redemptions. The investments into these funds were made in accordance with our
investment policy of making individual investments with a minimum of an A rating
from a leading credit-rating agency. Each fund holds short-term credit
obligations of various obligors. According to a press release issued by CSAM,
redemptions in the funds were suspended because "certain part of the Subfunds'
assets is currently subject to considerable uncertainties with respect to their
accurate valuation." CSAM subsequently began a liquidation of the funds.
Pursuant to the liquidation, we have already received cash distributions of
approximately $75.6 million. Based on information provided by Credit Suisse, we
expect to receive further cash distributions from the funds in the next several
months; however, there can be no assurance as to the amount or timing of any
such distributions.



While Credit Suisse has advised that the credit assets held by the funds are
covered by insurance that potentially will be available to cover losses the
funds would incur if any of the obligors on the funds' credit assets were to
default, we do not know if the funds will incur losses (net of insurance) on the
credit assets held by the funds. We believe, and have advised Credit Suisse,
that any such losses should be borne by Credit Suisse.

As of March 31, 2021, we had available cash, cash equivalents and short-term
investments of $111.7 million and $9.0 million of restricted cash held as part
of the arrangements relating to our Secured Notes and the lease of our property
in Eysins, Switzerland.

On May 26, 2021, we issued and sold $95.0 million aggregate principal amount of
the Convertible Notes in a private offering to institutional investors. The
Convertible Notes are guaranteed by our material subsidiaries. The Convertible
Notes are our unsecured, senior obligations and rank equally in right of payment
with all of our existing and future unsecured, unsubordinated indebtedness. The
Convertible Notes are convertible at the option of the holders at an initial
conversion rate of 176.3668 ordinary shares per $1,000.00 principal amount of
Convertible Notes, subject to adjustment. We have the right to redeem the
Convertible Notes in certain circumstances. On or prior to June 2, 2021, we may
issue up to an additional $15.0 million aggregate principal amount of the
Convertible Notes in one or more subsequent offerings. For further information
about the Convertible Notes, please see our Current Report on Form 8-K filed
with the SEC on May 27, 2021.



We currently expect that the additional net cash generated from the Convertible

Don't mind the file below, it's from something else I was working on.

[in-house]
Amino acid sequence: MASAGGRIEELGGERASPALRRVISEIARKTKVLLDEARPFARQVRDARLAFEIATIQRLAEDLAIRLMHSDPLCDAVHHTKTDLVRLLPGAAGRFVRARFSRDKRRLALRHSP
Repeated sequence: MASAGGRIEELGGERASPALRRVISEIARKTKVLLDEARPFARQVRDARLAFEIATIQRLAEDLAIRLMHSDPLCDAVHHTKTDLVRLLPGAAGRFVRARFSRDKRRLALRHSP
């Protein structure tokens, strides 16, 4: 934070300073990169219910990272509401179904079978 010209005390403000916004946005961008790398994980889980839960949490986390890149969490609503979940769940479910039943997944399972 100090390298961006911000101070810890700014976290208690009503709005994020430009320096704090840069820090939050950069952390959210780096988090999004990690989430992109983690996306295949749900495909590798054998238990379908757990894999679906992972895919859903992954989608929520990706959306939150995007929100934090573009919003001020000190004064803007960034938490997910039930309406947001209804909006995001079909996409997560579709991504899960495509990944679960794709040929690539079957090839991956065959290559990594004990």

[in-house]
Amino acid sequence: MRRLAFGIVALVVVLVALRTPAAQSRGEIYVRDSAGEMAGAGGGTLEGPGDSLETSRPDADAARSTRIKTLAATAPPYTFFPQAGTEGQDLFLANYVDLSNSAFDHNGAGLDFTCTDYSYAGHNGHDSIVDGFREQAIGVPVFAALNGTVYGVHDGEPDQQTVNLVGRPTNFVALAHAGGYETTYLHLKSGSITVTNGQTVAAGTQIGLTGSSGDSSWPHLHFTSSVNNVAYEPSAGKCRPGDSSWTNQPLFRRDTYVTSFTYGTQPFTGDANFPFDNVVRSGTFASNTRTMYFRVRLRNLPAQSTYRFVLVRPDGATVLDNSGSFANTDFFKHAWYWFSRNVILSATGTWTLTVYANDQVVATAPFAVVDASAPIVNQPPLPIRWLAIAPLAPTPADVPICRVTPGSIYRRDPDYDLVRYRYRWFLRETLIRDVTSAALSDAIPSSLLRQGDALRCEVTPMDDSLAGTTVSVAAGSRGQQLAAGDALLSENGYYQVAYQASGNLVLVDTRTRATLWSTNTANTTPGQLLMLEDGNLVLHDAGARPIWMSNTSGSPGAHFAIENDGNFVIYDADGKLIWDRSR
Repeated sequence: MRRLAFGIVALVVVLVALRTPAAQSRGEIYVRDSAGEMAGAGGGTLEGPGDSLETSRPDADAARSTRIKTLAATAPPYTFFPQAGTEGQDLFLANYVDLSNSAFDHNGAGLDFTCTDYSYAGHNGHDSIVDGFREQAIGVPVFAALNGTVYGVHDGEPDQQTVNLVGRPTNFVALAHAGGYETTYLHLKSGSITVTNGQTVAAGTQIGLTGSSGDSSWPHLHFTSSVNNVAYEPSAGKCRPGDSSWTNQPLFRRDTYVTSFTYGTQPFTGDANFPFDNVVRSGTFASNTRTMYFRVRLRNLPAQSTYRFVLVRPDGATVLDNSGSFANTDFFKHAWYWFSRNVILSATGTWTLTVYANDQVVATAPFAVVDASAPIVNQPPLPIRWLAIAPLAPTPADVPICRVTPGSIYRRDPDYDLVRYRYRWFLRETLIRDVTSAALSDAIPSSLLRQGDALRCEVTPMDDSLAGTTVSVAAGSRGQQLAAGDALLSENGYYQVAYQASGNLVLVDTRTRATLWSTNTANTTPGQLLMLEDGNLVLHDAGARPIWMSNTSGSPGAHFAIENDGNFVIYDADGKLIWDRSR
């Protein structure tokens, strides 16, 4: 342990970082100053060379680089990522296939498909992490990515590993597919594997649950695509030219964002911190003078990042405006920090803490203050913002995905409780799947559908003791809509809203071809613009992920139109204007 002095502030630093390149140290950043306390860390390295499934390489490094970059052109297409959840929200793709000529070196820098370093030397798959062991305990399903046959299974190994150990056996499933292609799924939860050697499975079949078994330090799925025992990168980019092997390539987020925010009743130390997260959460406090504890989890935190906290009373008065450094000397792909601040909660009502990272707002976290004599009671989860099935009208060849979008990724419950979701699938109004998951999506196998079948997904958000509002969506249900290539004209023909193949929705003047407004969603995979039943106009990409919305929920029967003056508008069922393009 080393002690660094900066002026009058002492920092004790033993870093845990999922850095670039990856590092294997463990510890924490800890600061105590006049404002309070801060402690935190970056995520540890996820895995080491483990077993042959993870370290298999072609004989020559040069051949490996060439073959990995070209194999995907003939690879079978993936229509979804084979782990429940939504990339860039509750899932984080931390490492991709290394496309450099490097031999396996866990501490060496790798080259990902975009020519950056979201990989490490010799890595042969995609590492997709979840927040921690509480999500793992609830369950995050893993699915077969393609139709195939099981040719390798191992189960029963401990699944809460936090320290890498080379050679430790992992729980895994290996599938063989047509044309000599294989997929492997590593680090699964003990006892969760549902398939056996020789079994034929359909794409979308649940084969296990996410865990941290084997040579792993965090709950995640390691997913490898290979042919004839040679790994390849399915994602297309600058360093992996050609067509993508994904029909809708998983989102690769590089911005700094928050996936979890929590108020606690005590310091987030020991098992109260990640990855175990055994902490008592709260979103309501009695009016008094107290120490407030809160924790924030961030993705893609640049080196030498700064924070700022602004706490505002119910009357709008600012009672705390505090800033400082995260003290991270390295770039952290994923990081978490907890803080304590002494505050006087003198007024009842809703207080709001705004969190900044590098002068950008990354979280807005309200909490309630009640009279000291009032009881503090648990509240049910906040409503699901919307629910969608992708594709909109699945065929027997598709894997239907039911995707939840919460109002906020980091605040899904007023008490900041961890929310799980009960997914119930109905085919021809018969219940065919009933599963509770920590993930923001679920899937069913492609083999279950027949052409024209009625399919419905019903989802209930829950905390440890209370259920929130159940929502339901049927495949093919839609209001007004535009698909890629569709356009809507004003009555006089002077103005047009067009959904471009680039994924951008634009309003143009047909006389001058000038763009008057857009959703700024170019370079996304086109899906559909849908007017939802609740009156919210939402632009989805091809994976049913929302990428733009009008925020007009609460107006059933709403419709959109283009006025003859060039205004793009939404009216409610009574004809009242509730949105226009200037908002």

Notes issuance combined with our existing available cash and short-term
investment balances are adequate to meet our forecasted cash requirements for
the next twelve months.



We expect to fund our operations in the near-term, including the ongoing
development of MosaiQ through successful field trial completion, achievement of
required regulatory authorizations and commercialization from a combination of
funding sources. These expected funding sources include the use of existing
available cash and short-term investment balances, the sale of rights and other
assets, and the issuance of new equity or debt.

Contractual obligations

                                     - 53 -

--------------------------------------------------------------------------------

We have contractual obligations for non-cancellable facility leases, our secured tickets and related royalty rights agreements, equipment leases and purchase commitments. The following table presents a summary of our contractual obligations at March 31, 2021.

                                                       Payment by period
                                              Less than       1 to 3        3 to 5       After 5
Contractual Obligations          Total         1 year          years        years         years
12% Senior Secured Notes due
2024                           $ 145,000     $    24,167     $  90,625     $ 30,208     $       -
Interest on 12% Senior
Secured Notes                     39,875          16,675        21,387        1,813             -
Royalty rights agreements
with note
  purchasers                     106,448               -         2,190       17,795        86,463
7% Cumulative Redeemable
Preference
  Shares (1)                      15,000               -        15,000            -             -
Dividends on 7% Cumulative
  Redeemable Preference
Shares (1)                         6,475               -         6,475            -             -
Operating and capital leases      88,728           4,754         7,044        5,583        71,347
STRATEC Biomedical
manufacturing
  agreement (2)                   68,840           3,451        24,446       40,943             -
Other                             20,603          15,691         4,912            -             -